I recently played Chrono Trigger for the purposes of review and if you’ve been following this website for a while, you probably noticed that I’ve been meaning to play the game for years (in fact, the game was featured on my annual “Pile of Shame” list several times.) Although you’ll be able to read my thoughts on the game when I post my review in a few weeks, playing Chrono Trigger made me realize that I have some strong opinions about the RPG genre. There are some things I love and some aspects I hate about RPGs, which inspired me to write a two-part article in the form of lists. Since we all go to RPGs for different reasons, I’ll leave you with a couple of questions: Do you play role-playing games? What draws you to them? What do you love or hate about them? As usual, leave comments and ideas in the comments down below.
You’re part of a grand story
I usually complain about how most RPGs (especially Japanese ones) rely on cliches and repetition. Although that’s really annoying, the fact that you usually assume the role of a teenage boy who has to save the world from an evil force definitely has its advantages. For starters, it makes you feel important and that what you do in the game has meaning. Also, by the end of the game, you get a feeling of reward and gratification.
Most of them are great “podcast games”
Some people like grinding and that’s OK. Unless I find the combat system remarkably entertaining (such as Final Fantasy XIII,) I think this particular aspect is boring and repetitive. But when that happens, I grab my iPod and start catching up on all those podcasts I downloaded months ago and never had the chance to listen to. Suddenly, a boring RPG gives the feeling that I’m making progress in two different things at the same time and that’s amazing.
Boss fights are used as tests
So you’ve learned all this mechanics and you’ve tried combining different party members, equipment, items and spells in the best way possible? Well, I guess we’ll see about that when you have to face the next boss. You might think you’re doing great in an RPG, but that’s usually determined by bosses.
In some cases, you get your money’s worth
I started playing RPGs because for not that much money, I could buy this cartridge/disc that gave me hours and hours of playtime. At the time, the genre meant a lot because I didn’t have that much disposable income, so I could purchase an RPG and know exactly what I was going to get: a long game that I was going to be able to play alone or with friends.
They are great for marathon sessions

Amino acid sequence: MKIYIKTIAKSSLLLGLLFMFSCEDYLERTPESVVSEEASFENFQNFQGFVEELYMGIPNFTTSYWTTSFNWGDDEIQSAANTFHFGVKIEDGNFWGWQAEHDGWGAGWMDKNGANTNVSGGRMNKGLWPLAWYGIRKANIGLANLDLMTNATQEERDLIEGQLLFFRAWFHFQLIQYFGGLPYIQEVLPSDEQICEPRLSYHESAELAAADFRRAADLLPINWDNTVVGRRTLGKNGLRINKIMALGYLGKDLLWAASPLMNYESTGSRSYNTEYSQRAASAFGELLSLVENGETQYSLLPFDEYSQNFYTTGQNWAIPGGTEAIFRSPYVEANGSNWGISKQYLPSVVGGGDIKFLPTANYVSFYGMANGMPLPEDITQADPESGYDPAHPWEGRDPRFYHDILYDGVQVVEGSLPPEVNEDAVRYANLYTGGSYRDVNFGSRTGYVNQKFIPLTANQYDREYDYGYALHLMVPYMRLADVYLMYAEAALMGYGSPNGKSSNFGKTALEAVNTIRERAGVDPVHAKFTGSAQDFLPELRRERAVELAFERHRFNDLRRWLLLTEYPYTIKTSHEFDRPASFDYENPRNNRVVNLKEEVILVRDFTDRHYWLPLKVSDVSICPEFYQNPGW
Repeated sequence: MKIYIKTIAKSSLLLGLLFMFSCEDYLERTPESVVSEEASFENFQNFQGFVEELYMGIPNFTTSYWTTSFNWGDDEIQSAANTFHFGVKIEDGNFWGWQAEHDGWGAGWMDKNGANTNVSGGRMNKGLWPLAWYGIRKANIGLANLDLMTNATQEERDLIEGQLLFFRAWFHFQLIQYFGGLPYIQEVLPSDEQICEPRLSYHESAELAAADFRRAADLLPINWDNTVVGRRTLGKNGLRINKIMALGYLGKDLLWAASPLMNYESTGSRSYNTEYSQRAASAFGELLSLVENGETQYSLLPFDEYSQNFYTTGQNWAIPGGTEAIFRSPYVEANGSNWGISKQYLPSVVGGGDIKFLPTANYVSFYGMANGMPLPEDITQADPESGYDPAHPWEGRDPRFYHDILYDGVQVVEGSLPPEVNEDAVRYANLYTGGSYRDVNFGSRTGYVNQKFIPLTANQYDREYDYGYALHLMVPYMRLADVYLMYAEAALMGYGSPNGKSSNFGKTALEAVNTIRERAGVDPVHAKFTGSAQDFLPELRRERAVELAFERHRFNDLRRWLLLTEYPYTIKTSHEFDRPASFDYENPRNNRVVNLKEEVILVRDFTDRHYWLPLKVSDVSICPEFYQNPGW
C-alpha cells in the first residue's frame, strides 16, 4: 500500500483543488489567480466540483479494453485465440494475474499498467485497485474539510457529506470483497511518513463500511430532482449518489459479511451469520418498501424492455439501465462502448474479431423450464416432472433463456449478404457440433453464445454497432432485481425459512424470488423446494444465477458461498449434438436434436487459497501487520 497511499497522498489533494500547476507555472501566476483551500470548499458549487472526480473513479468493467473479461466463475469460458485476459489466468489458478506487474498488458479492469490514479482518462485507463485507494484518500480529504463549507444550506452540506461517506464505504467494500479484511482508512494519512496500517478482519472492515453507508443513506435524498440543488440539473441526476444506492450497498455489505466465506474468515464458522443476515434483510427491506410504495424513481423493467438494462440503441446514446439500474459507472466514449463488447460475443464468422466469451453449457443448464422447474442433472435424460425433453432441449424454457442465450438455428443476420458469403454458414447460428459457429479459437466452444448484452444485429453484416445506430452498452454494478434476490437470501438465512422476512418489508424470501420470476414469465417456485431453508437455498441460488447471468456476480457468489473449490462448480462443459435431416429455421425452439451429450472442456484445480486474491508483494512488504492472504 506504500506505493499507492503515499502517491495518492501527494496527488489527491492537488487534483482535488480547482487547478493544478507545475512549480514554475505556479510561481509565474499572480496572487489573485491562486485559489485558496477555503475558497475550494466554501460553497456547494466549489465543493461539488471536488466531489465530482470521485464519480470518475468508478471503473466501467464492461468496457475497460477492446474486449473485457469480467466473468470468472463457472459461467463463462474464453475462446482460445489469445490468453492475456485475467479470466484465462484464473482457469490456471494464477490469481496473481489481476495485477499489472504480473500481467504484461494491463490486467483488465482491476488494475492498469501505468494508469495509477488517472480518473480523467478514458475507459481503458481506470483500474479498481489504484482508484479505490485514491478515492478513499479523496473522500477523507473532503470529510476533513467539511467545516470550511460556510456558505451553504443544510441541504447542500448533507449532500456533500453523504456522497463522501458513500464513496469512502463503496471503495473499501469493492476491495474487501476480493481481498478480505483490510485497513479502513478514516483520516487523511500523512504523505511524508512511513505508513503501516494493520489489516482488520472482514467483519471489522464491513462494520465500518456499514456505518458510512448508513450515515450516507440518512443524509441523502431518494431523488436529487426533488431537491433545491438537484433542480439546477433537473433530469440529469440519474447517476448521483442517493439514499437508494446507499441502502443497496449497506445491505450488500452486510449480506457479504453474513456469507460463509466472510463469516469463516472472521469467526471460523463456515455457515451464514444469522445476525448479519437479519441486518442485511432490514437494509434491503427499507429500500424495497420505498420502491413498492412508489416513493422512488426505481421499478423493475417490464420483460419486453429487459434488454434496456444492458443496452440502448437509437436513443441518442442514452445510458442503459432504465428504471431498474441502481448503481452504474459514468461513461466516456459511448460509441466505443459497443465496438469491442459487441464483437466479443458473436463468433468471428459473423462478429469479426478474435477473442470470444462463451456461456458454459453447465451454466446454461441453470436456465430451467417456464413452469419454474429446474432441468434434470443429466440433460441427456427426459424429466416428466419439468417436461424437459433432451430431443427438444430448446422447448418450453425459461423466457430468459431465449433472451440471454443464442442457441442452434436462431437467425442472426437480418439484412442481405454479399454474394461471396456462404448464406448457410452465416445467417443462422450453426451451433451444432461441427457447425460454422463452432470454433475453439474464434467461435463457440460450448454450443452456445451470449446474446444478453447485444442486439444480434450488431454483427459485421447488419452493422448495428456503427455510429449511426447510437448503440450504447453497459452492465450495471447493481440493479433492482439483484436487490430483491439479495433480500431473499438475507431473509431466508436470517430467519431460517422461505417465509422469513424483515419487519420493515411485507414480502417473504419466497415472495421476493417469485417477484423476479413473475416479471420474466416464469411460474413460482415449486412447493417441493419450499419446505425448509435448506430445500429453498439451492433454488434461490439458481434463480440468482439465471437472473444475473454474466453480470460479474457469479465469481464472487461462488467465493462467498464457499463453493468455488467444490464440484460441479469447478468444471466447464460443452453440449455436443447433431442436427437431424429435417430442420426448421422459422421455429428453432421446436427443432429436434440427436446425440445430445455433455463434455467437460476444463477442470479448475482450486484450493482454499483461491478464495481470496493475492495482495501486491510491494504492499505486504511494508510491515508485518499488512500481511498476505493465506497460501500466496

Another memorable experience was spending a lot of time playing RPGs with a friend. Some of the most annoying parts about playing Final Fantasy X was during the side-quests (collecting blue butterflies and avoiding red ones to unlock a legendary weapon is the one that comes to mind) and while I would have never done that by myself, taking turns to beat that part of the game was a great experience at the time. It might have taken a few hours, but at least, I felt more prepared for the final boss.
There’s a lot of content
When you don’t have much money in your pocket, you buy one game and that’s what you’ll be playing for months, so it definitely helps that you can play both main quests and side quests. Of course, some games have better side-quests than others (for instance, I’ve always enjoyed my time with the side-quests in Final Fantasy games,) but the fact that they have any means that I was going to spend extra hours doing them.
You can customize characters accordingly
Most RPGs excel when it comes to options which means that you can customize your party in the way you want. So two people could be playing the exact game and have different experiences and this is determined by how much time you spent in random battles, the equipment you have, the items you’ve found and so on and so forth. To me, that has always been an amazing part of role-playing games.
It’s all about an open-world
This wasn’t always the case, but as soon as the genre started adopting open-worlds, the genre started feeling fresh again. Some of my favorite RPG experiences were the ones that had an open-world and they include games like The Elder Scroll V: Skyrim, Dragon Quest VIII, Final Fantasy XII and the list goes on an on.
They let you escape to another world
Sometimes you just want to go to your house, turn on the PC, put on a CD/cartridge on your PC/console and get lost in a fantasy world where you’re not you. That was certainly the case of 15-year-old me, where I spent a lot of time playing Diablo 2.
You don’t have to have great reflexes to win, you just need to be smart
Some people really like “twitch” games, but if you don’t have good reflexes, RPGs might be your cup of tea. Usually, RPGs are games where you spend more time thinking about what you’re going to do, that doing it fast and that certainly draws a lot of people in. Quake III this is not.